As business evolves to run digitally, the risk of a data breach or cyber attack is a growing concern for businesses of all sizes. For growing companies in particular, the increased risk of cyber threats can be a natural result of accelerated hiring, an increased customer base, and the continued growth of data a company generates in the course of doing business. Security never takes a back seat, that’s why addressing it continuously is so important. A study conducted by Riskbased Security announced the exposure of 22 billion records across 4,145 of the publicly disclosed breaches in 2021. While large businesses may have the resources to invest in comprehensive cyber security measures, smaller businesses often lack the budget or manpower to effectively protect their data against threats like common phishing scams and ransomware attacks. Below is an outline of widespread challenges and effective steps that growing businesses can take to reduce the risk of a cyber attack.
Cyber Security Risks
The first step to creating a robust security plan is identifying the risks.
Unpatched or Unupdated Software
As technology advances, so does the way in which criminals capitalize on vulnerabilities. One example of this is by exploiting outdated or unpatched software. Cyber criminals can take advantage of known exploits to gain access to systems and data. Unfortunately, business software is often not up to date, especially when controlled by end-users. For growing businesses, this is largely because of the delay that entails an update or a lack of resources to deploy an update or patch.
Ironically, one of the weakest points of data security is the use of passwords. Some common flaws of passwords are:
● Using the same password across several accounts
● Sharing passwords with other employees or non-employees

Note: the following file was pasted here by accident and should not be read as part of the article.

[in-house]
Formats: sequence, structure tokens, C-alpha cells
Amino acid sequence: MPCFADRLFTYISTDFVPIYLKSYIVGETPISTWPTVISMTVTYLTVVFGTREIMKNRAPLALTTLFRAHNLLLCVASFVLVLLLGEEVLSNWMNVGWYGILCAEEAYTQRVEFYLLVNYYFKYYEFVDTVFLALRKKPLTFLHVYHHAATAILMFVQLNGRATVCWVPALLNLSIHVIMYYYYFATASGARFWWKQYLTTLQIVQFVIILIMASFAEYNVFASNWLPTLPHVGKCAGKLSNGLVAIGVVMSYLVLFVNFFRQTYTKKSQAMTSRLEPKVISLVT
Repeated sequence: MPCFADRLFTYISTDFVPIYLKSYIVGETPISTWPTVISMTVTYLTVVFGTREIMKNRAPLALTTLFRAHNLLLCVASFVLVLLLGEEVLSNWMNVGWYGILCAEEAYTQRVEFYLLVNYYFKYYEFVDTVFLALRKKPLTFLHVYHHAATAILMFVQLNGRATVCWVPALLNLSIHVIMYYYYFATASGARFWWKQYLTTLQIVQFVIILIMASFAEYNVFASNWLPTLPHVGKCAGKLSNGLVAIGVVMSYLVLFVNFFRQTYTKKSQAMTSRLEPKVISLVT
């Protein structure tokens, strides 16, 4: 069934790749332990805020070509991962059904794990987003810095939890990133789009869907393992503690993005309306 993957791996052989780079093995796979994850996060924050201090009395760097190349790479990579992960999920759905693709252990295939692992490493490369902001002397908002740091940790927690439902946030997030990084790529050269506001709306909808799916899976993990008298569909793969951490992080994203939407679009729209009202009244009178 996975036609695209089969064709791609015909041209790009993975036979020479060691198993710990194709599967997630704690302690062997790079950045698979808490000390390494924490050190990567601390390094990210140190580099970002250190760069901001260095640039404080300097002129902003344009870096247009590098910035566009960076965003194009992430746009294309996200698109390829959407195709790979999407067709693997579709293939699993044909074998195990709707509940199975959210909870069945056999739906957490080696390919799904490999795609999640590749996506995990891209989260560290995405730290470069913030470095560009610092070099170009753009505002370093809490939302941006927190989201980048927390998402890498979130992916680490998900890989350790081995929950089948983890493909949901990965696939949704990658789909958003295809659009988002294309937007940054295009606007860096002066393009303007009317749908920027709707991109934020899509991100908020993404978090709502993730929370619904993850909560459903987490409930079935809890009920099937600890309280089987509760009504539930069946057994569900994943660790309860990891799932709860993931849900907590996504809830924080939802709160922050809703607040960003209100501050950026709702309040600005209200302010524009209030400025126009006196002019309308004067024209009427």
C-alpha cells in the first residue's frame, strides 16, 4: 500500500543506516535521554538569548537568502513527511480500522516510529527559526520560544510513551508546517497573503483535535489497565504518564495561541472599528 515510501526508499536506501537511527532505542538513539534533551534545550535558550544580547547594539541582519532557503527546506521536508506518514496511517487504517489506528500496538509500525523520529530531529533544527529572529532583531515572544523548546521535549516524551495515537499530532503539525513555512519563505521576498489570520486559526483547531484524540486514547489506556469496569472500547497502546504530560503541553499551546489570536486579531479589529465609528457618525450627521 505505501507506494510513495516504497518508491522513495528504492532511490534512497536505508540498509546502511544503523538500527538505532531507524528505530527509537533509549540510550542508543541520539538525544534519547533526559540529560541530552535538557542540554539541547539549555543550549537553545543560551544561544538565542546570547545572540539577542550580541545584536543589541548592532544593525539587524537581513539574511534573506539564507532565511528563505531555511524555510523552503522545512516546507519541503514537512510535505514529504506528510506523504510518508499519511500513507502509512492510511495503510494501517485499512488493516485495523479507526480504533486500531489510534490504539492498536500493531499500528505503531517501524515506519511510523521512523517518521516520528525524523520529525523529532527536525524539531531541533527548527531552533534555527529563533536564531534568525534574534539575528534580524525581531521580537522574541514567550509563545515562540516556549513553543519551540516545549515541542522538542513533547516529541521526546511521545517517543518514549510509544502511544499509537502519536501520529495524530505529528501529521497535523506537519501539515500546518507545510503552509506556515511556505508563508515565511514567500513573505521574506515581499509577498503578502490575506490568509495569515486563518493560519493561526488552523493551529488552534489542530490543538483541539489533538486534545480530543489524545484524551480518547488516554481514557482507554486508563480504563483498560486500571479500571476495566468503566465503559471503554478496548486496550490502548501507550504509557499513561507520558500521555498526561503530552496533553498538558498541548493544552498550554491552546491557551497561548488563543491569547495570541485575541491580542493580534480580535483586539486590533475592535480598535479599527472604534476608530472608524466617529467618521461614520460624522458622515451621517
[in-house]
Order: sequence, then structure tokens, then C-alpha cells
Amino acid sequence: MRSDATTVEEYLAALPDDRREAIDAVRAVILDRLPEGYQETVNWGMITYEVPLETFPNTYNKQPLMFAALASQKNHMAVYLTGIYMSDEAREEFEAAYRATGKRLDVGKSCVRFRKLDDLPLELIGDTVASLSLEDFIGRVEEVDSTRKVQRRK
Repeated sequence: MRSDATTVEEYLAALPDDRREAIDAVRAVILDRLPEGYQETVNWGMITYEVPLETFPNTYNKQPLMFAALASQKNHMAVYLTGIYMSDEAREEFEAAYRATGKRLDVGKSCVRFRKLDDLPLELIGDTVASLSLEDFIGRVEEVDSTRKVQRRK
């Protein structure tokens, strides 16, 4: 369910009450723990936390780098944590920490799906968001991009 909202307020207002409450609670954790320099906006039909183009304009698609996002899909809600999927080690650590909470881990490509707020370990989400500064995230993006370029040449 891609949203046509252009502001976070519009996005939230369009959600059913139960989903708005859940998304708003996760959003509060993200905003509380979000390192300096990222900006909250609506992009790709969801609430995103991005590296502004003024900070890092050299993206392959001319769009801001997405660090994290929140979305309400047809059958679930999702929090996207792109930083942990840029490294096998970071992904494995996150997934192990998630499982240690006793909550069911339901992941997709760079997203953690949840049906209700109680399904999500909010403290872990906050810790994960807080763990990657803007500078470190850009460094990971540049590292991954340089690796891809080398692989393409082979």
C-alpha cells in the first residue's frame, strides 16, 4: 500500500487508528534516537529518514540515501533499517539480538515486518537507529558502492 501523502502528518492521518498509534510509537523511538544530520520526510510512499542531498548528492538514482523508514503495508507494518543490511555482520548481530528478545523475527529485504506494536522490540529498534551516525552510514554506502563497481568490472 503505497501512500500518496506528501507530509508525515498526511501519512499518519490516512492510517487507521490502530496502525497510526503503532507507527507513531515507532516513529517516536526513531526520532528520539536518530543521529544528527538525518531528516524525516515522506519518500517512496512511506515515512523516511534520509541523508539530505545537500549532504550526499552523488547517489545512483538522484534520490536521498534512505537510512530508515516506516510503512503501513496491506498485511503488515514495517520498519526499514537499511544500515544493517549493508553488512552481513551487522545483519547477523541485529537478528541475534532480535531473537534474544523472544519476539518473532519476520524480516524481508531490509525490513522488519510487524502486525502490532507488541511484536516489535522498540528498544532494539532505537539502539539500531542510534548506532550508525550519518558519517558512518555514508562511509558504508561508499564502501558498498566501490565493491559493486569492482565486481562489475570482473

● Relating the password to information about the user, such as birth date
The common denominator of these flaws is that a single vulnerability can lead to complete control of the network. This makes it easy for hackers to gain access to sensitive data. Another risk is that passwords are often stored in an unencrypted format, making them vulnerable to theft. This includes passwords shared via text messages or kept in the Notes app on a phone.
Employees and Human Error
The FBI announced in May of 2022 about 241,206 incidents related to business email compromises between June 2016 and December 2021. Total loss? $43.31 billion. A traditional data breach isn’t a complex scheme. Rather, most target the psychology of the human brain while relying on the inevitability of error.
Phishing attacks occur when employees click on malicious links or attachments in email messages. These scams often appear to be from a recognizable source but contain a link that leads to a malicious website. Once the employee enters their login information on this website, the hacker can then gain access to the company’s systems.
Meanwhile, a 2022 study by Splunk states that 78% of security and IT leaders admitted remote workers are harder to secure. Considering how remote work culture dominates the job market, it’s important to address the increased risks that follow. First, employees are harder to monitor when working remotely. Employees can utilize assigned work computers for personal use. Even worse, employees can use their own devices for work purposes and they may not be aware of the potential risks they are taking. In the second case, cybercriminals can take advantage of insecure personal devices and access the company’s network. By not securing the devices used for work, employees are exposing themselves and their employers to cyberthreat.